The distance and the clock meant that we moved for on average 18 hours a day. We would look at days of 30, 40, 45 miles pulling 30kg pulks and break them down, take shifts in the lead, have breaks on the hour to give it some structure. But sometimes you just had to look ahead into 18 hours of pulling and believe you could do it. Terrain was mixed: over frozen lakes, where the trail sometimes ran for miles, it would be flat and we could move fast, sometimes up to 4.5mph; through woods on single tracks, especially in the early stages approaching Carmacks, tree roots and hummocks would be coming through the snow impeding our progress and there could be steep, short, sharp hills slowing the pace down to sometimes just 1 mph. But generally the trail was pretty good – flattened, clearly marked, and our average pace tended to be 2.5-3mph.
Surrounding us was the raw, wild scenery of the Yukon. At night the stars were like something I have never seen before – so pure, so far, so clear. And the silence was absolute – no wildlife, no humanity, no noise at all. Sometimes we would stop and turn off our headlights and just watch and listen – once witnessing the majesty of the Northern Lights sweeping over us, dancing in green waves across the night sky as we left Pelly Farm checkpoint late in the race. And then we would have to move again – you can never stay static for long.
For me, the race really unfolded in 3 informal ‘phases’, roughly equivalent in distance:
PHASE 1: This ran from the start in Whitehorse, the largest town in the Yukon, up to the checkpoint at Carmacks, a community hall 170 miles in where we got to sleep indoors and have our one and only shower of the race (luxury!). This phase took us just over 4 days. Looking back, this was really the time when we were adapting to the Yukon environment, learning the pace we had to maintain to stay in the race, getting into a routine of getting up early (2/3am), collapsing camp by head torch, warming water for food over the open Primus stove, pulling through the day, and then either arriving at a checkpoint to rest (sometimes indoors, more often outside) or finding a place to camp after nightfall. My biggest concern here was to not make a foolish mistake – touch a piece of metal in the minus 30s, leave a piece of skin uncovered - anything that would take us out of the race early. We felt we had the robustness and mental discipline to at least cover the 170 miles – what we didn’t have was the experience to know that we wouldn’t make an error when we were cold, sleep deprived and physically exhausted. Aside from one instance at the Braeburn checkpoint (100 miles) when I picked up a shovel with no gloves on and immediately felt the metal sticking to my skin – luckily with no lasting consequences – we had no such instances and arrived at Carmacks in generally good shape.
PHASE 2: Arrival at Carmacks meant that we were ‘in the race’. There was a high level of attrition before this point from those who were unlucky or unprepared – now the only cut off that remained was to make it to Dawson City within the remaining 7 ½ days. This middle phase was a bit of a heads down, get the miles under our belts period – running from Friday morning to the following Monday evening. We were becoming slicker in our drills – faster to set up camp, disciplined in how long we stopped for, better at packing and unpacking pulks. We would still pass others on the trail, even be in and around habitation at some of the checkpoints, which often felt strange.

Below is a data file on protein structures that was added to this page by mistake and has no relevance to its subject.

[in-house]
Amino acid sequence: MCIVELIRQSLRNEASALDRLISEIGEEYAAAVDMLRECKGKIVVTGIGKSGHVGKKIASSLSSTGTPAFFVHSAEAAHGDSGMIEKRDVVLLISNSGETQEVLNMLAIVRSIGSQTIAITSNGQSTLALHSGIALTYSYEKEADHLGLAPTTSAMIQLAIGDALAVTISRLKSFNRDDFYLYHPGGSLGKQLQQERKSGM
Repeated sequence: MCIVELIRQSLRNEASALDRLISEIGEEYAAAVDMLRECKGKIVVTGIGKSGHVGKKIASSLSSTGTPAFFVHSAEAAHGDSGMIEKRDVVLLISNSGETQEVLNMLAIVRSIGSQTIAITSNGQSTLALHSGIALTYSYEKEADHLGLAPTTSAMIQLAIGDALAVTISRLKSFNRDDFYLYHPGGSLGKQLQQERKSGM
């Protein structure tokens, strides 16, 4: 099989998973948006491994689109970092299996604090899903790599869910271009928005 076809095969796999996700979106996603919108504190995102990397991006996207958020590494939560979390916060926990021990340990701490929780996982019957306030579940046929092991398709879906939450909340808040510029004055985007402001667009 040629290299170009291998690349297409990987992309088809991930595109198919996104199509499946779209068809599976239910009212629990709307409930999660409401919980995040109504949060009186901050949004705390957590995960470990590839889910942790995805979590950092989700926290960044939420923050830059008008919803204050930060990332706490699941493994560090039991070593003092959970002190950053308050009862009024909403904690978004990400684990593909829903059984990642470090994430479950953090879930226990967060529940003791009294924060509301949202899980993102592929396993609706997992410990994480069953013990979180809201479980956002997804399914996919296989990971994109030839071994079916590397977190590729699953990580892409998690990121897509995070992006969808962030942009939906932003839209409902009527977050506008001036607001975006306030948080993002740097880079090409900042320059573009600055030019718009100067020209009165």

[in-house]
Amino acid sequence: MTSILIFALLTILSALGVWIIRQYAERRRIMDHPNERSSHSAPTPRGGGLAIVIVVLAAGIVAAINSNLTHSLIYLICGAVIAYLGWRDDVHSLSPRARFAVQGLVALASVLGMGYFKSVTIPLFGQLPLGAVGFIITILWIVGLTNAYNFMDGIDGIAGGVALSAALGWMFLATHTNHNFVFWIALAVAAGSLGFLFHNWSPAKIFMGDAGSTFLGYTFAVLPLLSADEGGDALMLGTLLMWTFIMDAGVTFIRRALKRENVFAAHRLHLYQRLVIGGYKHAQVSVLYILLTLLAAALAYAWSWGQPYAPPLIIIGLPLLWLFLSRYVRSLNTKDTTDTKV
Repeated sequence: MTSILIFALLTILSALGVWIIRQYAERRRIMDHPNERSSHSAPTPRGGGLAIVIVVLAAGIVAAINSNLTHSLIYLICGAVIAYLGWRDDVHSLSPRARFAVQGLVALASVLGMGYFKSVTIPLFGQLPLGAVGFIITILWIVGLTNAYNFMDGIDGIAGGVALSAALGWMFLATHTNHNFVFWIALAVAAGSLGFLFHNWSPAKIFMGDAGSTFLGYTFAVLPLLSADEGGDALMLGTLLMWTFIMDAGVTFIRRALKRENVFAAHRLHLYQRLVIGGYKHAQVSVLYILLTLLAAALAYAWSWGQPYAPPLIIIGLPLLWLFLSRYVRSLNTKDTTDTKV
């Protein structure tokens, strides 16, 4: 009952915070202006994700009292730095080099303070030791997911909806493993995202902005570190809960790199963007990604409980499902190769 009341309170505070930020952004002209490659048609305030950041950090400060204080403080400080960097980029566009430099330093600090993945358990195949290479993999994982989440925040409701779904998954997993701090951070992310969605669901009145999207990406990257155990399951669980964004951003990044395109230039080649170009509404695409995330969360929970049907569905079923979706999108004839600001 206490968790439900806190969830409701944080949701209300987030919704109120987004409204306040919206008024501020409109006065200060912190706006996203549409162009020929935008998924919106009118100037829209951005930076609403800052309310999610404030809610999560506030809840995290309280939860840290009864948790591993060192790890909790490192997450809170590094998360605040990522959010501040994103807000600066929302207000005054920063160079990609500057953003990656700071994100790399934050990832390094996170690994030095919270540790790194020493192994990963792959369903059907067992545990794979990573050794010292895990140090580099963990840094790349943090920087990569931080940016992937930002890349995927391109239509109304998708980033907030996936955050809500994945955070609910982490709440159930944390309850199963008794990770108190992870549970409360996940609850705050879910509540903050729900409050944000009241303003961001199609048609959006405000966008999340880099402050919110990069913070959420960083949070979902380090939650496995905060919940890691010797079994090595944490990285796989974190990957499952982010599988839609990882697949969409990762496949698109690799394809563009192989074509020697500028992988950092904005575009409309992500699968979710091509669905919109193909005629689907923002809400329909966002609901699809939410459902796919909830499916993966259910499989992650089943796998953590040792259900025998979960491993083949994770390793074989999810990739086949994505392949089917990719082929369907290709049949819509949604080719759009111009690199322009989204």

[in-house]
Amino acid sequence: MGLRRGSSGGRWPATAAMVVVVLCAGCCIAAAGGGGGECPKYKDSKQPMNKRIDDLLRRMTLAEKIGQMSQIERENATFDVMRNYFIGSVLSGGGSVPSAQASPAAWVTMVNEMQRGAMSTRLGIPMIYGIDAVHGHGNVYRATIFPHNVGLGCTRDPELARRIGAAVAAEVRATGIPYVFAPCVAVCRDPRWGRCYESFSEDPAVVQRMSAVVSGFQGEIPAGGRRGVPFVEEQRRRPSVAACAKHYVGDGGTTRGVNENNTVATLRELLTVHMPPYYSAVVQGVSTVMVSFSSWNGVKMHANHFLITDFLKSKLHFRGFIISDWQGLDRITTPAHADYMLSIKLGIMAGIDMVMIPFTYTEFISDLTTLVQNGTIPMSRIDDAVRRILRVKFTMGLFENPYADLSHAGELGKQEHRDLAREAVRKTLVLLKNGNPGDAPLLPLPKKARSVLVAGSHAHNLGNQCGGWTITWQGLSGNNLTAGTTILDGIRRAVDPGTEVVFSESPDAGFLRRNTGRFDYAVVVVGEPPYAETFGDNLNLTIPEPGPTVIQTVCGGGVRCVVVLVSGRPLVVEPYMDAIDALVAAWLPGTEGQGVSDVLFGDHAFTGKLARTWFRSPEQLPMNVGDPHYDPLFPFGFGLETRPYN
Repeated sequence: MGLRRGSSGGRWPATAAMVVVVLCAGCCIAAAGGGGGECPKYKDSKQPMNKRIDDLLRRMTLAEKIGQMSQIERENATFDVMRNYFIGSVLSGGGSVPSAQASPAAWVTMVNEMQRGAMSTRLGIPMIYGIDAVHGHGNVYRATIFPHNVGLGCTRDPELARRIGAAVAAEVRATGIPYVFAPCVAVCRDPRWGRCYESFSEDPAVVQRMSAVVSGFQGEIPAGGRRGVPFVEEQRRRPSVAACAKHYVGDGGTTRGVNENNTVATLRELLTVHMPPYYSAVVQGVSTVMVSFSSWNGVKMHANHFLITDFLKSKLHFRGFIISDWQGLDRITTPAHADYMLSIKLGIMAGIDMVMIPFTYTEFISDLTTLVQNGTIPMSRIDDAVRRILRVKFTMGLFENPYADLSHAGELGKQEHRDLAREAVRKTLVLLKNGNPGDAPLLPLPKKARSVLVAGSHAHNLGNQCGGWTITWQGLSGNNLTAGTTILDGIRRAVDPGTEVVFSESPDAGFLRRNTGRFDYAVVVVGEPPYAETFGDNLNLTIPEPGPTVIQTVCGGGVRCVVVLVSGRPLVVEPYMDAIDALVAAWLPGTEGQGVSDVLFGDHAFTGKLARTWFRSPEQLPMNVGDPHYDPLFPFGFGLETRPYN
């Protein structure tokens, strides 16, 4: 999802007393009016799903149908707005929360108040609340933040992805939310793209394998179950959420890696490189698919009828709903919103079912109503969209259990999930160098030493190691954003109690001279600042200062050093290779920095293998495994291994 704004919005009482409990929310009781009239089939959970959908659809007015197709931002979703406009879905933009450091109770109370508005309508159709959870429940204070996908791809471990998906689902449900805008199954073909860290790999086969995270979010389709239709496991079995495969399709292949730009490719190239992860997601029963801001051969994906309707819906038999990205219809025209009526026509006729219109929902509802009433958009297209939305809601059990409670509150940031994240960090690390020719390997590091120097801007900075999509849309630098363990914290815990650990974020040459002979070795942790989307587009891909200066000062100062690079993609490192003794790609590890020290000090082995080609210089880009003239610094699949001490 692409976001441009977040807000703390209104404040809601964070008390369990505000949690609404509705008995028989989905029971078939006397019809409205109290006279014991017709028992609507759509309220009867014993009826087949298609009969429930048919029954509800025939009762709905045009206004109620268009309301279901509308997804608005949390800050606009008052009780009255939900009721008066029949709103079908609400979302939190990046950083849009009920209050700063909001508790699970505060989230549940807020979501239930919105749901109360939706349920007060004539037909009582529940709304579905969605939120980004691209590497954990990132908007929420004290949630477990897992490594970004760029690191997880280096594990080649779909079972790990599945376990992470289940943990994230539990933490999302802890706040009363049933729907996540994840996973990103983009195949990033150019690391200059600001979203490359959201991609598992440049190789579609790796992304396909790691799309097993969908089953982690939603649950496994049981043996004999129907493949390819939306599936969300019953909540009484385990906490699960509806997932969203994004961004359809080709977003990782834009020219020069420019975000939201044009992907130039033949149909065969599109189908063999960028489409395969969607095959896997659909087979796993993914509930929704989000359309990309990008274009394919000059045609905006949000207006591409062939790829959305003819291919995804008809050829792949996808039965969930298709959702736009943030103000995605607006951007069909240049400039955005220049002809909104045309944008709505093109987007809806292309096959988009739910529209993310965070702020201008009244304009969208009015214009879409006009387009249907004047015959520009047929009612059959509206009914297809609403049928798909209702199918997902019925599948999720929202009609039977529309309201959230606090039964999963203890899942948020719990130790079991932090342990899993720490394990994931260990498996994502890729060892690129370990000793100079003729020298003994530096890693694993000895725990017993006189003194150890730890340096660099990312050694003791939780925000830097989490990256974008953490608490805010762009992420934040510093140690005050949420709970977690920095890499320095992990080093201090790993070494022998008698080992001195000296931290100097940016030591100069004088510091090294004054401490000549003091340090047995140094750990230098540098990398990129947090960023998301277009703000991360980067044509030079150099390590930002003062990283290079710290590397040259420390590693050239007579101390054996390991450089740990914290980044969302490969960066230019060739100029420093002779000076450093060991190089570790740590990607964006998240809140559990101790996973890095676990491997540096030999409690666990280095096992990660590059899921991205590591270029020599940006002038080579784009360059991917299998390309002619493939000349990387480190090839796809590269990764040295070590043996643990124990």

PHASE 3: The last phase was the ‘final’ 160 miles from Pelly Farm to Dawson City. By this stage, all non 430 mile athletes were off the course and we were down to the last 12 competitors from nearly 100 who had crossed the start line together 270 miles further south. Anyone who got this far had proven they were a credible adventurer – indeed we would sometimes go for whole days not seeing anyone else. This also meant that if something had gone wrong, we knew help was many hours away. There were only two checkpoints remaining and they were real ‘off the grid’ wilderness sites (a wooden hut at Scroggy Creek and a tent at Indian River). We were truly in the wild.
The final 100 miles from Scroggy to the end included two of the biggest climbs of the race, culminating in the ascent of King Solomon’s Dome, a hill that stands at the height of Ben Nevis. Climbing this alone from a standing start on an English summer’s day would give one a sense of achievement. Doing it after 400 miles and 12 days on the trail, pulling a fully laden pulk, averaging 3 hours sleep a night, on dehydrated rations and in the depths of a Yukon winter felt pretty special. We had to dig deep at times, cajoling and supporting each other, always moving forwards, leaning into the hill against the strain of the pulk, onwards, onwards – but we crossed the Dome at 5am on the final day and swept through into Dawson City to a rousing reception, medals, beer and the famous ‘Sour toe’ cocktail in the Downtown Hotel bar (which is a story in itself…). We were done.
The MYAU is an epic race: it requires physical fitness of course, but much more than that it requires physical and mental robustness, self-discipline and a high level of effective personal administration to survive and thrive in the conditions imposed by both the Yukon environment and the race pressure. But there was a massive sense of achievement in crossing the line after 430 miles on the trail. Would we do it again? I’m not sure. Maybe…